Less Downtime Thanks to on-Board Sensors

Reducing hangar time can be considered the holy grail of aircraft maintenance. Innovative solutions like Structural Health Monitoring (SHM) can help to achieve this goal and at the same time support airworthiness.Inspection personnel naturally requires substantial time for thorough inspection – SHM sensors, on the other hand, allow for continuous in-service monitoring and thus less downtime. Additional to permanent monitoring, this helps to tackle the ongoing trend of staff shortage.

CVM sensors installed on an aircraft fuselage

A promising project in this regard was conducted earlier this year: Comparative Vacuum Monitoring (CVM) is a SHM technology provided by Anodyne Electronics Manufacturing (AEM). They helped a North American airline to expand the use of CVM in their fleet and, to cope with this increased scale, began a collaboration with Testia, who provide extensive sensor installation and additional consultancy and training. CVM sensors are the first and only type with a technology readiness level 9 in the aerospace world. By minimizing the time for surface crack inspection, the sensors contribute to significant cost reductions. Their implementation on the airline’s fleet, consisting of aircrafts manufactured by both main OEMs, marks one of the first in-service applications of this technology at a larger scale.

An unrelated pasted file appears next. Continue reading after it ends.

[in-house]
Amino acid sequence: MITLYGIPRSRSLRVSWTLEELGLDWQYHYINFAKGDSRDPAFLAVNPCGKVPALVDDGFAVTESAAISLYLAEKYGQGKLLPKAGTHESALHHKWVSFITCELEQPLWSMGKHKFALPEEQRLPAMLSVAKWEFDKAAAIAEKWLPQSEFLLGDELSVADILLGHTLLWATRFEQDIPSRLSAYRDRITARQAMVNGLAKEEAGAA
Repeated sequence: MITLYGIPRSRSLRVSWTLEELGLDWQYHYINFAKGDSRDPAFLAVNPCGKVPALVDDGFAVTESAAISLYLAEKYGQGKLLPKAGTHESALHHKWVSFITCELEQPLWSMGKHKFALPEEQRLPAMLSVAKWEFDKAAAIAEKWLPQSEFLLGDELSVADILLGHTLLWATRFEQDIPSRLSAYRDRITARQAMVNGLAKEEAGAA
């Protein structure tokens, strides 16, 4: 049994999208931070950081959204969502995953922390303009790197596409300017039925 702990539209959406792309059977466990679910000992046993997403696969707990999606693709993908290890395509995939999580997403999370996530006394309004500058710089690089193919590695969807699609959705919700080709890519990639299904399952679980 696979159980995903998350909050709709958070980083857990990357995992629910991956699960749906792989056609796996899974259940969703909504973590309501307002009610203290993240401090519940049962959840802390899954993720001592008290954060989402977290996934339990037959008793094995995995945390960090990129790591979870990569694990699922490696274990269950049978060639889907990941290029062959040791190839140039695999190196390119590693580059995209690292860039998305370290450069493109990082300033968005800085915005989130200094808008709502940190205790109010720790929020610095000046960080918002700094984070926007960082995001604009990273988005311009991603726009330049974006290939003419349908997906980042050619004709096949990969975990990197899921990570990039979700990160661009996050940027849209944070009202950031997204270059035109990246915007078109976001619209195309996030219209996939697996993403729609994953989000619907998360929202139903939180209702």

Logically, the excitement of the team was tangible during the sensor installation: This collaboration is an important milestone on the path towards predictive maintenance on commercial aircrafts. As Testia’s SHM responsible Aswin Haridas highlights: “We are in a very inspiring phase of SHM development! At Testia, we are proud to contribute to these innovations with a holistic approach and with partners all across the aerospace industry.”

Testia aims for an advanced SHM methodology and acts as a full system integrator. Each use case is embedded in a different context, so it is crucial to emphasize the customer’s viewpoint to find the appropriate sensor technology with a pain-point driven approach.

(This article was first published in Aerospace Testing International, June 2024 issue)